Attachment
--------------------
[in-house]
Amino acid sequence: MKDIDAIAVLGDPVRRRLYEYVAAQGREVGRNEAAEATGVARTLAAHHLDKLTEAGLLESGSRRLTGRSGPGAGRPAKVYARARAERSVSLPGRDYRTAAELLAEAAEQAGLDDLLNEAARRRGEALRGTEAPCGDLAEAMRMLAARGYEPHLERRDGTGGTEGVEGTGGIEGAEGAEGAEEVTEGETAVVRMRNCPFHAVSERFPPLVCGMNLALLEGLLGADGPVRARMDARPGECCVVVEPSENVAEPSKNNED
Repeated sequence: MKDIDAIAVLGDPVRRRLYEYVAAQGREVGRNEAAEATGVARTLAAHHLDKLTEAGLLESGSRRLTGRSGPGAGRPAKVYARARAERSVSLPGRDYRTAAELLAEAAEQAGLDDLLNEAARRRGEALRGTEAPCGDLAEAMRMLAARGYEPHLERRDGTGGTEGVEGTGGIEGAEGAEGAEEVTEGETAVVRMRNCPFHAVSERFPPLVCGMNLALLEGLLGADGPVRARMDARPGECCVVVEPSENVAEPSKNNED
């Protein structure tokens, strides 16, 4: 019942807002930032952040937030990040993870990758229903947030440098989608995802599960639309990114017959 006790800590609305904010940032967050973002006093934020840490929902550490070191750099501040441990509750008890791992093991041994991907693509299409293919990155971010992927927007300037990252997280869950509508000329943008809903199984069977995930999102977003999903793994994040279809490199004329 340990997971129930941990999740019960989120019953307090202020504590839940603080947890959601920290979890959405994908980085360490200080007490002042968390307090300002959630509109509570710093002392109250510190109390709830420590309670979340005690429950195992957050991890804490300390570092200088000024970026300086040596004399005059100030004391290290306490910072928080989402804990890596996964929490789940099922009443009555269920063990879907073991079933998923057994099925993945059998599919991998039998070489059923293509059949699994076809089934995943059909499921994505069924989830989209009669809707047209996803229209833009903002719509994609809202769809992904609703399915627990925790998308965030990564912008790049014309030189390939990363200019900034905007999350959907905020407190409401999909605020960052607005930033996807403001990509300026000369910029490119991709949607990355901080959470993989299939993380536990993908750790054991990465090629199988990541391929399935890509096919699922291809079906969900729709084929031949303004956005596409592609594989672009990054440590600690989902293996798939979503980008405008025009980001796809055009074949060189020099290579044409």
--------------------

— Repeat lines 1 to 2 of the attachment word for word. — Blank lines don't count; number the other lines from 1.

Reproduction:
[in-house]
Amino acid sequence: MKDIDAIAVLGDPVRRRLYEYVAAQGREVGRNEAAEATGVARTLAAHHLDKLTEAGLLESGSRRLTGRSGPGAGRPAKVYARARAERSVSLPGRDYRTAAELLAEAAEQAGLDDLLNEAARRRGEALRGTEAPCGDLAEAMRMLAARGYEPHLERRDGTGGTEGVEGTGGIEGAEGAEGAEEVTEGETAVVRMRNCPFHAVSERFPPLVCGMNLALLEGLLGADGPVRARMDARPGECCVVVEPSENVAEPSKNNED